The World Mocks the Promise of Christmas
The narrative of Jesus’ birth in Luke’s Gospel has retained its power beyond the realm of believers because it renders one of the most peaceful moments in all of scripture: a gathering of angels and shepherds celebrating the “good news” and “great joy” of the birth of a baby “wrapped in swaddling clothes and lying in a manger.”
Although my favorite Christmas song will always be “Go Tell It on the Mountain,” it is “Silent Night” that may be truest to the spirit of Luke’s account. There are no rumors of war, no clashing armies, only a bright and blessed calm.
This will not be the first or the last Christmas when the world mocks the day’s promise, and when religion finds itself a source of violence, hatred and, among many not inclined toward either, a dangerous mutual incomprehension.
Killing in the name of God is not a new thing in history, and nothing does more to discredit faith. Believers regularly argue that religion is often invoked as a cover to justify violence carried out for reasons of politics, economics and power that have nothing to do with God. There is truth to this, and also to the idea that in the 20th century, secular forms of totalitarianism unleashed mass murder on an unprecedented scale.
Nonetheless, as Jonathan Sacks, the former chief rabbi in Britain, argues in his remarkable book “Not in God’s Name: Confronting Religious Violence,” believers must face the painful facts.
“Too often in the history of religion,” Sacks writes, “people have killed in the name of the God of life, waged war in the name of the God of peace, hated in the name of the God of love and practiced cruelty in the name of the God of compassion.”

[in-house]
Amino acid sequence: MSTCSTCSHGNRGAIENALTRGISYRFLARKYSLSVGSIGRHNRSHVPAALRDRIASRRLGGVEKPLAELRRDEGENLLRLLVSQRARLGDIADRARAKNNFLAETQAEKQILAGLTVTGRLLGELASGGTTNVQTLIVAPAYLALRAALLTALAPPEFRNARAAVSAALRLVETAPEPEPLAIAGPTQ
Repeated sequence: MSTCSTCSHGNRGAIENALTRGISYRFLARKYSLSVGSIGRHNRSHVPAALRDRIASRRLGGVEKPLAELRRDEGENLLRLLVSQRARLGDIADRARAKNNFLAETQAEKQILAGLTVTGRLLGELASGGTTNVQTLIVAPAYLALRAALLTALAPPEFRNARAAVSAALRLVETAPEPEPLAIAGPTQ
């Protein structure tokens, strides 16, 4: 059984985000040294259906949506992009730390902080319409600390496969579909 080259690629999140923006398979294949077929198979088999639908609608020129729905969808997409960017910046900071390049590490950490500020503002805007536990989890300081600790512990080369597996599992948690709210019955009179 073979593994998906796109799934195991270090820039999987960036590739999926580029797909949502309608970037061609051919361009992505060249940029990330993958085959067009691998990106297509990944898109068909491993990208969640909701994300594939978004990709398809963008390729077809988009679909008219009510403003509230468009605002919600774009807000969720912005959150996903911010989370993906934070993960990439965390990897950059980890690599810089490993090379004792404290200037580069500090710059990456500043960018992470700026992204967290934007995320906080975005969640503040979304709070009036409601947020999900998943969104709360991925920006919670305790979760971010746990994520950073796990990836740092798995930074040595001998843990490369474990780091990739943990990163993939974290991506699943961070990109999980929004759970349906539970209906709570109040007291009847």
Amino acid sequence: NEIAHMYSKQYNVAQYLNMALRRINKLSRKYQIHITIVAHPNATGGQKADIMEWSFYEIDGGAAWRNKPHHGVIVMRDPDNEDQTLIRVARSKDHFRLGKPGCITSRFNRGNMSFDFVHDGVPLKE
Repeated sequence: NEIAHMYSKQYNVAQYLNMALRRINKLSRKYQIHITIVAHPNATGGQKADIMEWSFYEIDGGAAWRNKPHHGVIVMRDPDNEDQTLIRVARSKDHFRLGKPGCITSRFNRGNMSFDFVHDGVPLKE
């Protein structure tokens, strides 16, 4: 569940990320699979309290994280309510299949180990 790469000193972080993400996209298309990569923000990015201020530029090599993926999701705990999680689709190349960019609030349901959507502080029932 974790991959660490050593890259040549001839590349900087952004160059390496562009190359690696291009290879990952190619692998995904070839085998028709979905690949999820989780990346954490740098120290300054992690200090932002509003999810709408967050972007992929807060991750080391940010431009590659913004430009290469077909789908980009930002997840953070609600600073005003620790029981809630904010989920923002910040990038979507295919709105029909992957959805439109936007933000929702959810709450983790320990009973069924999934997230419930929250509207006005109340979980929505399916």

We are now focused on the thoroughly ungodly violence of the Islamic State, but Sacks is careful to document that wars of religion are not unique to Islam. He believes that to persuade religious people of the Abrahamic faiths — Judaism, Christianity and Islam — arguments against religious violence must be rooted in theology, not in secular ideas alone. These have to do with the nature of God. “When religion turns men into murderers,” he insists, “God weeps.”
Sacks argues for a separation of religion from power because religion and politics “are inherently different activities.” This is tricky, since many of the genuinely ethical norms that religious people bring to public life are rooted in their faith. Nonetheless, he is surely right that religion “is at its best when it relies on the strength of argument and example. It is at its worst when it seeks to impose truth by force.”
And the strength of example must mean that those who preach religious peace and toleration should practice them. This is why the rank prejudice being shown against Muslims, usually for political reasons, is so destructive, as Cardinal Sean O’Malley, the archbishop of Boston, argued in a powerful column earlier this month in his diocesan newspaper.
“One of the most pernicious effects of terrorism is that it can instill prejudices and group hatred in people’s hearts and minds,” O’Malley wrote. “All of us are horrified by the evil perpetrated by radical terrorists, but we must not let their inhumanity rob us of our humanity.”
He also issued a warning that could usefully be repeated week after week during next year’s presidential campaign: “Fear can cause us to do terrible and stupid things.”
And there is an important lesson in the Christmas story that, God willing, will be heard from many pulpits. “As we mull over the debate about refugees, let us remember the doors that were closed in the face of Mary and Joseph in Bethlehem,” O’Malley said. “We must ask our leaders to be vigilant and protect our citizens, but at the same time we cannot turn our back on so many innocent people who are hungry, homeless and without a country.”
Muslims are constantly called upon to condemn violence. One who has done so consistently is Eboo Patel, an American whose argument in his book “Acts of Faith” parallels the lessons from Rabbi Sacks and Cardinal O’Malley.
“To see the other side, to defend another people, not despite our tradition but because of it, is the heart of pluralism,” Patel writes. “We have to save each other. It’s the only way to save ourselves.”
This idea is worthy of the good news in Luke where an angel tells us: “Do not be afraid.”